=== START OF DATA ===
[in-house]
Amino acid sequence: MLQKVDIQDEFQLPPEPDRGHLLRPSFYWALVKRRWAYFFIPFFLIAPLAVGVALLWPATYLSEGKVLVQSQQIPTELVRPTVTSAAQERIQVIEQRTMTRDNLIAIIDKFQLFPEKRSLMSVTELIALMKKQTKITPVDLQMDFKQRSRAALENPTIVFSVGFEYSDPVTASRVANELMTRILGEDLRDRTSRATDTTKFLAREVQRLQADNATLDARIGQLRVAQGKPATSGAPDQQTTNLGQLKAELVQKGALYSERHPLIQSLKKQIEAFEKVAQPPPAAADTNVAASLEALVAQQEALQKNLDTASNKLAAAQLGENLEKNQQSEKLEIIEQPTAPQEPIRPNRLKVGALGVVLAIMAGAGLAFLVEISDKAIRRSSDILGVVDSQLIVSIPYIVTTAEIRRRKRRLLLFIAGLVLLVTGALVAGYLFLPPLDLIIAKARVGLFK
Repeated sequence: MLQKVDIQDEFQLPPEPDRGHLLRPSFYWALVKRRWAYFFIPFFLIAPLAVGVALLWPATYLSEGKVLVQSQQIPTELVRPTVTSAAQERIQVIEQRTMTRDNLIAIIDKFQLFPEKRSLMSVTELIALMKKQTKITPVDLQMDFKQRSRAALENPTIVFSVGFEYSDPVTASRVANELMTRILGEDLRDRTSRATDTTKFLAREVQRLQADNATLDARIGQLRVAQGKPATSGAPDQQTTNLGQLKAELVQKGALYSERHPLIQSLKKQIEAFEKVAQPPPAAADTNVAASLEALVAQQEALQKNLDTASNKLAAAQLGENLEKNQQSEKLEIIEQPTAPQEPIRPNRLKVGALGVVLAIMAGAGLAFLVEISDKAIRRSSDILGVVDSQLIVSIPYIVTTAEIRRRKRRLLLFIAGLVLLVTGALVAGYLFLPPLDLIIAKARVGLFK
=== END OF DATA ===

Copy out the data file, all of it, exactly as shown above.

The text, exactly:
[in-house]
Amino acid sequence: MLQKVDIQDEFQLPPEPDRGHLLRPSFYWALVKRRWAYFFIPFFLIAPLAVGVALLWPATYLSEGKVLVQSQQIPTELVRPTVTSAAQERIQVIEQRTMTRDNLIAIIDKFQLFPEKRSLMSVTELIALMKKQTKITPVDLQMDFKQRSRAALENPTIVFSVGFEYSDPVTASRVANELMTRILGEDLRDRTSRATDTTKFLAREVQRLQADNATLDARIGQLRVAQGKPATSGAPDQQTTNLGQLKAELVQKGALYSERHPLIQSLKKQIEAFEKVAQPPPAAADTNVAASLEALVAQQEALQKNLDTASNKLAAAQLGENLEKNQQSEKLEIIEQPTAPQEPIRPNRLKVGALGVVLAIMAGAGLAFLVEISDKAIRRSSDILGVVDSQLIVSIPYIVTTAEIRRRKRRLLLFIAGLVLLVTGALVAGYLFLPPLDLIIAKARVGLFK
Repeated sequence: MLQKVDIQDEFQLPPEPDRGHLLRPSFYWALVKRRWAYFFIPFFLIAPLAVGVALLWPATYLSEGKVLVQSQQIPTELVRPTVTSAAQERIQVIEQRTMTRDNLIAIIDKFQLFPEKRSLMSVTELIALMKKQTKITPVDLQMDFKQRSRAALENPTIVFSVGFEYSDPVTASRVANELMTRILGEDLRDRTSRATDTTKFLAREVQRLQADNATLDARIGQLRVAQGKPATSGAPDQQTTNLGQLKAELVQKGALYSERHPLIQSLKKQIEAFEKVAQPPPAAADTNVAASLEALVAQQEALQKNLDTASNKLAAAQLGENLEKNQQSEKLEIIEQPTAPQEPIRPNRLKVGALGVVLAIMAGAGLAFLVEISDKAIRRSSDILGVVDSQLIVSIPYIVTTAEIRRRKRRLLLFIAGLVLLVTGALVAGYLFLPPLDLIIAKARVGLFK